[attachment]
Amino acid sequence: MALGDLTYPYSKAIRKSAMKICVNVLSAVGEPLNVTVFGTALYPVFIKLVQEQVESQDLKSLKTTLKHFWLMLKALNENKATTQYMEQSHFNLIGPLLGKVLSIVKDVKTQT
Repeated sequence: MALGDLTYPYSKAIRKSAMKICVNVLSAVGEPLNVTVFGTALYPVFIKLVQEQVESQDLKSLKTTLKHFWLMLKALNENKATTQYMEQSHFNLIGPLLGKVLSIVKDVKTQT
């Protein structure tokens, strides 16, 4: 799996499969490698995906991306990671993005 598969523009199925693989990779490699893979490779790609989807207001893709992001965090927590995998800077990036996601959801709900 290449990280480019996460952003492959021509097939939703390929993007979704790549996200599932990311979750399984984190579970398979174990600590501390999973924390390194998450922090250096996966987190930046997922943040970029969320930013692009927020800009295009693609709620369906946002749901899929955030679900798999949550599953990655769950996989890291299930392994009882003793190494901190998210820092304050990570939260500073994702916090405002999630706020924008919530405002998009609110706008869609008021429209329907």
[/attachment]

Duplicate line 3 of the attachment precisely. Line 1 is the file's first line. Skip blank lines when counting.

């Protein structure tokens, strides 16, 4: 799996499969490698995906991306990671993005 598969523009199925693989990779490699893979490779790609989807207001893709992001965090927590995998800077990036996601959801709900 290449990280480019996460952003492959021509097939939703390929993007979704790549996200599932990311979750399984984190579970398979174990600590501390999973924390390194998450922090250096996966987190930046997922943040970029969320930013692009927020800009295009693609709620369906946002749901899929955030679900798999949550599953990655769950996989890291299930392994009882003793190494901190998210820092304050990570939260500073994702916090405002999630706020924008919530405002998009609110706008869609008021429209329907």